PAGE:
Filed under: Global Economy & Politics, Society & Economy, U.S. Politics, Unions
“The principle goal of education in the schools should be creating men and women who are capable of doing new things, not simply repeating what other generations have done; men and women who are creative, inventive and discoverers, who can be critical and verify, and not accept, everything they are offered.” ― Jean Piaget
Chicago public school teachers are taking a collective deep breath and preparing for what may become their greatest challenge of all, saving public education in the city. While the corporate-owned Chicago media has focused on pay issues, the length of school days and the strike authorization vote, the media consistently ignores how public education is under relentless attack by corporate “reformers” who use their wealth and power to starve public education of funds, silence its advocates, sabotage its improvement and pursue privatization of schools. Read more
National Nurses United(NNU) took up the cause of Robin Hood at Chicago’s downtown J.P. Morgan Chase building on June 19. With its of merry band of tax reforming nurses, the NNU held a lunch hour rally to press for a financial transactions tax (FTT) or as it is more commonly called, a “Robin Hood Tax”. Chicago was among 15 cities where similar rallies were held.
Easily recognized by their red scrubs along with their Robin Hood hats and masks, NNU members described the Robin Hood tax in signs that read,”It’s Not a Tax On the People. It’s a Tax For the People.”
Continuing a campaign that saw several thousand nurses and their supporters in Chicago’s Daley Plaza during NATO week, the nurses hope that Congress will pass such a tax to help finance a genuine economic recovery by investing in housing, education, health, infrastructure, green jobs and other needs. Read more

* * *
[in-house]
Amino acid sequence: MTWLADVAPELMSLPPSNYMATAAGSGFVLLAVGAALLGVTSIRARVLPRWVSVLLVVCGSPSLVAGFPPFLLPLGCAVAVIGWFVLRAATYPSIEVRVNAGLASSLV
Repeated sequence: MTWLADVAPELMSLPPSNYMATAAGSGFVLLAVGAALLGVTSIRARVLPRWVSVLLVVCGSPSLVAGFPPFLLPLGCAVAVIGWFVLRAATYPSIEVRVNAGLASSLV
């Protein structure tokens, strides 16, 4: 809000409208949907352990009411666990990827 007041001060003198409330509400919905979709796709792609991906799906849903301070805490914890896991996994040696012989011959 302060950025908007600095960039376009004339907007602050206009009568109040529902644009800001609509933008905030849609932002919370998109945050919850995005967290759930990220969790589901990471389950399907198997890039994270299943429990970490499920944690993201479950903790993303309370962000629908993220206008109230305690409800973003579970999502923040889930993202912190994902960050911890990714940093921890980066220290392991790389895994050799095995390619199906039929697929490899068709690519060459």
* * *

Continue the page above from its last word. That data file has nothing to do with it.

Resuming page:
Filed under: CEO's, Job Safety & Ecology, Society & Economy, Uncategorized, Unions
Dale Burnett stood in the lobby of a Chase bank in downtown Chicago the morning of June 7 and explained why Chase and other big banks need to stop gouging millions from the city’s public transit system. A home care worker who cannot afford a car, Burnett’s job pays her poverty wages and she cannot afford fare increases or service cuts. In contrast, Jamie Dimon, CEO of Chase, has a $23 million compensation package this year. Nationally, 43% of transit riders make under 25,000 annually.
Burnett was among 50 Chicagoland transit riders and community activists who came to send a letter to CEO Jamie Dimon. Representing a coalition of transit riders and transit workers called ReFund Transit, they were asking him to renegotiate the interest rate swaps that are bleeding public transit across the USA. Simultaneous protests by ReFund Transit were held in other US cities.
Dale Burnett had this to say:
“We are here today because Chase and other big banks are ripping off money for our transit system…I live on the South Side of Chicago. I am a personal assistant for the Illinois Department of Human Services. I provide key life services so an individual can live in their home with dignity.Without me they cannot live and without them, I cannot live. We cannot make any more cuts for vital services, whether its health care, education and transit. I depend upon Chicago’s public transit system for my life.”
Interest rate swaps were among a swarm of exotic securities that gestated inside of Wall Street and then burst forth to reproduce across the planet. What follows is the short version of how swaps work. For the long version please download this free report. Read more
Filed under: Global Economy & Politics, Society & Economy, Unions, Workplace
He fell 120 feet to the ground while dismantling an unused communications tower in Lincoln, Illinois on June 8, 2005. Although identified only as employee #1 in the official OSHA report, he was 43 year old Toby Wheale of Glendale, AZ. Wheale’s employer, Wireless Horizon Inc. of Lincoln IL, was fined $750. The head of the Occupational Safety and Health Administration (OSHA) once called tower climbing “the most dangerous job in America.” Apparently $750 was the worth of this person’s life in the communications industry.
A total of 100 people died falling from communication towers between 2003-2011. Of these, 50 fell from cell phone towers. The worst carnage was between 2006-2008 when the iPhone rollout caused a spike in phone traffic that ATT had not anticipated and a major overhaul of the system was required. The death rate for tower climbers is about 10 times that of construction workers.
Tower climbing in the telecom industry is non-union.